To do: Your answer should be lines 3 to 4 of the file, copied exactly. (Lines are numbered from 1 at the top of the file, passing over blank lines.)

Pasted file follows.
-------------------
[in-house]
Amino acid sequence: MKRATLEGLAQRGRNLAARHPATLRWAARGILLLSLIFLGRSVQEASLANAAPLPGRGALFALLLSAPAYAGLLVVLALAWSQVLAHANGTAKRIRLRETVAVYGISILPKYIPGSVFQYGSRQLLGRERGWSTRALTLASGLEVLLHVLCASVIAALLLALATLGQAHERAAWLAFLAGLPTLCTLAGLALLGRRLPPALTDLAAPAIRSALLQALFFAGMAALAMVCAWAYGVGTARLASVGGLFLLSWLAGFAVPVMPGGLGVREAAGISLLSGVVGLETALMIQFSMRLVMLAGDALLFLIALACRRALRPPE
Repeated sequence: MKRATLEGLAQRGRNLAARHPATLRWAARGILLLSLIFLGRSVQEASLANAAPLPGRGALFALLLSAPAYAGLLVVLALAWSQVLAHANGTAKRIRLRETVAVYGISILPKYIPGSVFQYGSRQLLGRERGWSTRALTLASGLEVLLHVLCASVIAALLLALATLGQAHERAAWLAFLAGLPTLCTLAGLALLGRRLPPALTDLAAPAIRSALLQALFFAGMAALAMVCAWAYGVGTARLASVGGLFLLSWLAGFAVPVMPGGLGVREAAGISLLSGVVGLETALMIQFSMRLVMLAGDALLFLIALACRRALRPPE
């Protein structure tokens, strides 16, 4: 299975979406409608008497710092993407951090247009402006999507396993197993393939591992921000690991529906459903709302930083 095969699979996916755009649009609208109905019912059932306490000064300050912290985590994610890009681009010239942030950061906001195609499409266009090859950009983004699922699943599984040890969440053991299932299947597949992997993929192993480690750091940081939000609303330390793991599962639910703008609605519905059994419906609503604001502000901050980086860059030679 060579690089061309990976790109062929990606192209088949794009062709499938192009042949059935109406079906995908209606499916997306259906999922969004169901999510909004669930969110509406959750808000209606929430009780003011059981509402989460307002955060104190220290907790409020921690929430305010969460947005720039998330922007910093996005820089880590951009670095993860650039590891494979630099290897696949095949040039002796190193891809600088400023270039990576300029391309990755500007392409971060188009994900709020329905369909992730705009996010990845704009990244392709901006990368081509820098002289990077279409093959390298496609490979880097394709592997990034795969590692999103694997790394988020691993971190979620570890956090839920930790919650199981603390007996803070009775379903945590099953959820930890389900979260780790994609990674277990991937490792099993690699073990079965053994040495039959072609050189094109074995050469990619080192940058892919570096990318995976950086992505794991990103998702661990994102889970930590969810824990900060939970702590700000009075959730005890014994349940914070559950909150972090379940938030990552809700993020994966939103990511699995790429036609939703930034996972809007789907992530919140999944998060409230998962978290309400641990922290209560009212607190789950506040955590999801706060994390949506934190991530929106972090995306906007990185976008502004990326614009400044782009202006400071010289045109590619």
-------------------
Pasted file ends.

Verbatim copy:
Repeated sequence: MKRATLEGLAQRGRNLAARHPATLRWAARGILLLSLIFLGRSVQEASLANAAPLPGRGALFALLLSAPAYAGLLVVLALAWSQVLAHANGTAKRIRLRETVAVYGISILPKYIPGSVFQYGSRQLLGRERGWSTRALTLASGLEVLLHVLCASVIAALLLALATLGQAHERAAWLAFLAGLPTLCTLAGLALLGRRLPPALTDLAAPAIRSALLQALFFAGMAALAMVCAWAYGVGTARLASVGGLFLLSWLAGFAVPVMPGGLGVREAAGISLLSGVVGLETALMIQFSMRLVMLAGDALLFLIALACRRALRPPE
């Protein structure tokens, strides 16, 4: 299975979406409608008497710092993407951090247009402006999507396993197993393939591992921000690991529906459903709302930083 095969699979996916755009649009609208109905019912059932306490000064300050912290985590994610890009681009010239942030950061906001195609499409266009090859950009983004699922699943599984040890969440053991299932299947597949992997993929192993480690750091940081939000609303330390793991599962639910703008609605519905059994419906609503604001502000901050980086860059030679 060579690089061309990976790109062929990606192209088949794009062709499938192009042949059935109406079906995908209606499916997306259906999922969004169901999510909004669930969110509406959750808000209606929430009780003011059981509402989460307002955060104190220290907790409020921690929430305010969460947005720039998330922007910093996005820089880590951009670095993860650039590891494979630099290897696949095949040039002796190193891809600088400023270039990576300029391309990755500007392409971060188009994900709020329905369909992730705009996010990845704009990244392709901006990368081509820098002289990077279409093959390298496609490979880097394709592997990034795969590692999103694997790394988020691993971190979620570890956090839920930790919650199981603390007996803070009775379903945590099953959820930890389900979260780790994609990674277990991937490792099993690699073990079965053994040495039959072609050189094109074995050469990619080192940058892919570096990318995976950086992505794991990103998702661990994102889970930590969810824990900060939970702590700000009075959730005890014994349940914070559950909150972090379940938030990552809700993020994966939103990511699995790429036609939703930034996972809007789907992530919140999944998060409230998962978290309400641990922290209560009212607190789950506040955590999801706060994390949506934190991530929106972090995306906007990185976008502004990326614009400044782009202006400071010289045109590619």